August 16, 2002
Tow Truck Law …are we
Robert Edwards Jr, CFO
||As I perused through the local daily paper
today, tucked away in the back was an AP article about the New Jersey Legislature’s
passing of a new law. This one has to do with tow truck drivers.
It seems that in 1994 (yes, 1994) a tow
truck stopped to “help” a woman in distress on the interstate. Not
having the money to pay, the tow truck driver left her. Subsequently,
and not having all the details, this woman was hit and killed while waiting
Several thoughts immediately crossed my
mind. One was that I hoped the date was a typo because if it takes
eight years to pass a law regarding highway safety, we are in a sorry state
(pun intended). Second of all, I can only guess the tow truck driver
is living with the memory, common sense should have prevailed to make sure
the disabled vehicle was going to receive help from some other source.
True, times have changed since then with the advent of cell phones and
the proliferation of mobile radios.
But let us go deeper into what caught my
attention. Has the legislature been looking at “Protecting Responders
on the ROADWAYS”? You can bet your “bippy” that as long as traffic
flows, responder safety has not been a priority. Sure, they react
AFTER someone gets killed. But nationally, the injuries and deaths
of responders (FIRE, EMS, COPS), are beginning to occur too frequently.
I can only imagine how many close calls that have happened in recent years.
Recently, an EMS Captain said to me that
the fire apparatus left the scene because they were ordered to do so.
His personnel were busy treating patients and subsequently exposed to moving
traffic. The safety zone had been established but was broken down
prematurely because of not utilizing a “UNIFIED COMMAND” and communicating
with one another.
Time and time again, fire apparatus is
being cancelled or not called at all to assist at a motor vehicle incident.
Automatic procedures are being circumvented because a police officer does
not want apparatus on the roadway. With the shortages of volunteers,
especially daytime, EMS does not get on the scene for “some period” of
time. Fire personnel can size up, make victim assessments, sometimes
provide lifting assistance, extricate, expedite mutual aid, and/or establish
the scene safety zone. But I guess they know better? It is
called “working together” and understanding the local agency’s capabilities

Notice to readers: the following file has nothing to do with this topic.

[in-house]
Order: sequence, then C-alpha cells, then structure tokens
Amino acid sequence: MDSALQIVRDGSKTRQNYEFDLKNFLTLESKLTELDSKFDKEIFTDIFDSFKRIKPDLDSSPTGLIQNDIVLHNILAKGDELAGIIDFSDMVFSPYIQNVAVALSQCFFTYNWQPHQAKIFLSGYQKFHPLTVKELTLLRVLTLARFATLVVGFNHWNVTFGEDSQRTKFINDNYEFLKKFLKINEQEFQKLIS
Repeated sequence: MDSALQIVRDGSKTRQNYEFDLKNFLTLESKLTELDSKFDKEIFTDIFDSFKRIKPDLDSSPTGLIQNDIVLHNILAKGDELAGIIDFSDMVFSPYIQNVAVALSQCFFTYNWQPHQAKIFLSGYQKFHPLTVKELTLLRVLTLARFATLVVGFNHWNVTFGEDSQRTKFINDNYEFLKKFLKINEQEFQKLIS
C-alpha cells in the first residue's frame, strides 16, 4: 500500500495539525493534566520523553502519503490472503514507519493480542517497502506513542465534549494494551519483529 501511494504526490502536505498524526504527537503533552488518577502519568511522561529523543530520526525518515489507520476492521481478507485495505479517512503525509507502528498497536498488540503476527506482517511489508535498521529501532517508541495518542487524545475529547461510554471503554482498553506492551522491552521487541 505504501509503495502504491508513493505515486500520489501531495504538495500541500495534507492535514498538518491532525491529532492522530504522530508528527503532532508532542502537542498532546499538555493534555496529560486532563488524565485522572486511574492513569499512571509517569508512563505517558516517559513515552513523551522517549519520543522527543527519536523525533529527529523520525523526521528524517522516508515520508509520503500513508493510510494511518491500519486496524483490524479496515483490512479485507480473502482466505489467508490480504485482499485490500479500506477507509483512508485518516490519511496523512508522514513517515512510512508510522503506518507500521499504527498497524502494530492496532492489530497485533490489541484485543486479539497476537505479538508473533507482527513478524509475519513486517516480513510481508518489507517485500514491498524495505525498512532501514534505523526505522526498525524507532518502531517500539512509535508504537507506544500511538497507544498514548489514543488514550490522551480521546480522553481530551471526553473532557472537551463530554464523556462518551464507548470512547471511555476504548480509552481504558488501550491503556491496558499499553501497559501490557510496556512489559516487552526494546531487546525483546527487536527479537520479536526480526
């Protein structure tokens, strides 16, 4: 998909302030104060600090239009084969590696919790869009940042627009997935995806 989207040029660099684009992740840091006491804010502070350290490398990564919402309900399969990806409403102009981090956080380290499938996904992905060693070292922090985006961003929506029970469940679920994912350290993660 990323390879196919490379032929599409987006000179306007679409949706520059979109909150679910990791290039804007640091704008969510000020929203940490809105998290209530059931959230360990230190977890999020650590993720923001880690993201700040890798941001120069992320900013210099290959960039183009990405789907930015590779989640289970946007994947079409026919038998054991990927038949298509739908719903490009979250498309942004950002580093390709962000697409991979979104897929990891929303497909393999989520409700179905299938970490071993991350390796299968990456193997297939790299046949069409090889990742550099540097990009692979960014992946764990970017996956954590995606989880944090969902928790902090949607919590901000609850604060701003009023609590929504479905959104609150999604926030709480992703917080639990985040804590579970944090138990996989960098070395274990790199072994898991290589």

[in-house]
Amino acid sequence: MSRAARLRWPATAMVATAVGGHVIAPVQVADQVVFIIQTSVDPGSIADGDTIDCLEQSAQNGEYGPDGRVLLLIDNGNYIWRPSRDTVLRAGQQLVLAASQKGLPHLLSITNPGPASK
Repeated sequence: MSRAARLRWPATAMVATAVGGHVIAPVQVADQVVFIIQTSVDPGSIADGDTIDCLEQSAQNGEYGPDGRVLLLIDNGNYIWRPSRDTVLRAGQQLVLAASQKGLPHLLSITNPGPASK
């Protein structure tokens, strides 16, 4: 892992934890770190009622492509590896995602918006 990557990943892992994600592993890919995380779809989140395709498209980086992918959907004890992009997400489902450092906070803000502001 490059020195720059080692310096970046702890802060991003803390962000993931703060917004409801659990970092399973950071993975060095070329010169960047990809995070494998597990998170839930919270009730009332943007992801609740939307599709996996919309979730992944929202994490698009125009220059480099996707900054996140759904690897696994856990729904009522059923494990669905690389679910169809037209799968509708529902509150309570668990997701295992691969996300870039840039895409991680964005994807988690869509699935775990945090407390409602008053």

Lastly and why the newspaper article hit
me. Several states have been passing legislation that shall help
deter motorists coming upon a roadway incident and not slowing down.
Several departments nationally have created local PSA’s (public service
announcements) to inform people slow down or yield to emergency vehicles.
What is New Jersey doing or better yet…what is your state doing to help
protect your personnel?
If this recent New Jersey law for tow truck
drivers is an example of how long it takes, then we should have started
a few years ago. It is never too late and maybe, just maybe, you
might review your response procedures. Cut back or stage your apparatus
before arriving on a scene. Look at when your apparatus drivers use
emergency lights or not. Does there use send a confusing signal to
About the author: Robert
Edwards Jr., CFO, is a 27-years plus member of the volunteer fire service
having served the past 17 years as a chief officer of the Bloomsbury Fire
Department in New Jersey. Besides having a computer science degree,
he received the Chief Fire Officer Designation in 2001. He also holds
New Jersey certifications as a Fire Service Instructor Level II, Incident
Management Level II, and a Fire Official/Inspector. As an instructor
for Hunterdon County Emergency Services Training Center, he has focused
on Incident Command, Hazardous Materials, Leadership, and Roadway Safety
Chief Edwards retired in
2001 after 34 years of employment for Johnson & Johnson where amongst
information technology duties he was responsible for the implementation
and management of an industrial Emergency Response Team. He was also
an integral part of the J&J Y2K Worldwide Command Center and its planning
activities. He serves as an instructor for Command
his first article